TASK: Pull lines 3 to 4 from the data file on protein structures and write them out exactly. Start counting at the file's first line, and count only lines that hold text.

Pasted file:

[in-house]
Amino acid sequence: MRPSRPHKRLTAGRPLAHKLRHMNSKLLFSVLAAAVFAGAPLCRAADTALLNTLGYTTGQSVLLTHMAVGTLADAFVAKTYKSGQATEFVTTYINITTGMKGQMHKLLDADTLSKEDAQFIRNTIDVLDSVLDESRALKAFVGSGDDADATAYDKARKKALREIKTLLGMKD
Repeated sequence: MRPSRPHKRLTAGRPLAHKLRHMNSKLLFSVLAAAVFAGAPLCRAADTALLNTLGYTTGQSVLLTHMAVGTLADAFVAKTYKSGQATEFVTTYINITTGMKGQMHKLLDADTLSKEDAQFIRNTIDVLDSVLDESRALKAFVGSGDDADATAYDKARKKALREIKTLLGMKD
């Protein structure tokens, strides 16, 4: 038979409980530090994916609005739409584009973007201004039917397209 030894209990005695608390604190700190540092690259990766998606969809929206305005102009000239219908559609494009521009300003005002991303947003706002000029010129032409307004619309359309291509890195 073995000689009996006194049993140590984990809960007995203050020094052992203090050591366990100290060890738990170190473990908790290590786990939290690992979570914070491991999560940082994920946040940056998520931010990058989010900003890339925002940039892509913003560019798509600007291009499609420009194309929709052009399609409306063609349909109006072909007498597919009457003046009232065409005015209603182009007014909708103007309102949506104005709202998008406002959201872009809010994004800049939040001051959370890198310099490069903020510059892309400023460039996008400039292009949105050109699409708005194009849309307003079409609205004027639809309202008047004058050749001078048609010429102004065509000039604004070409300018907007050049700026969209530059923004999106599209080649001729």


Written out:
Repeated sequence: MRPSRPHKRLTAGRPLAHKLRHMNSKLLFSVLAAAVFAGAPLCRAADTALLNTLGYTTGQSVLLTHMAVGTLADAFVAKTYKSGQATEFVTTYINITTGMKGQMHKLLDADTLSKEDAQFIRNTIDVLDSVLDESRALKAFVGSGDDADATAYDKARKKALREIKTLLGMKD
């Protein structure tokens, strides 16, 4: 038979409980530090994916609005739409584009973007201004039917397209 030894209990005695608390604190700190540092690259990766998606969809929206305005102009000239219908559609494009521009300003005002991303947003706002000029010129032409307004619309359309291509890195 073995000689009996006194049993140590984990809960007995203050020094052992203090050591366990100290060890738990170190473990908790290590786990939290690992979570914070491991999560940082994920946040940056998520931010990058989010900003890339925002940039892509913003560019798509600007291009499609420009194309929709052009399609409306063609349909109006072909007498597919009457003046009232065409005015209603182009007014909708103007309102949506104005709202998008406002959201872009809010994004800049939040001051959370890198310099490069903020510059892309400023460039996008400039292009949105050109699409708005194009849309307003079409609205004027639809309202008047004058050749001078048609010429102004065509000039604004070409300018907007050049700026969209530059923004999106599209080649001729």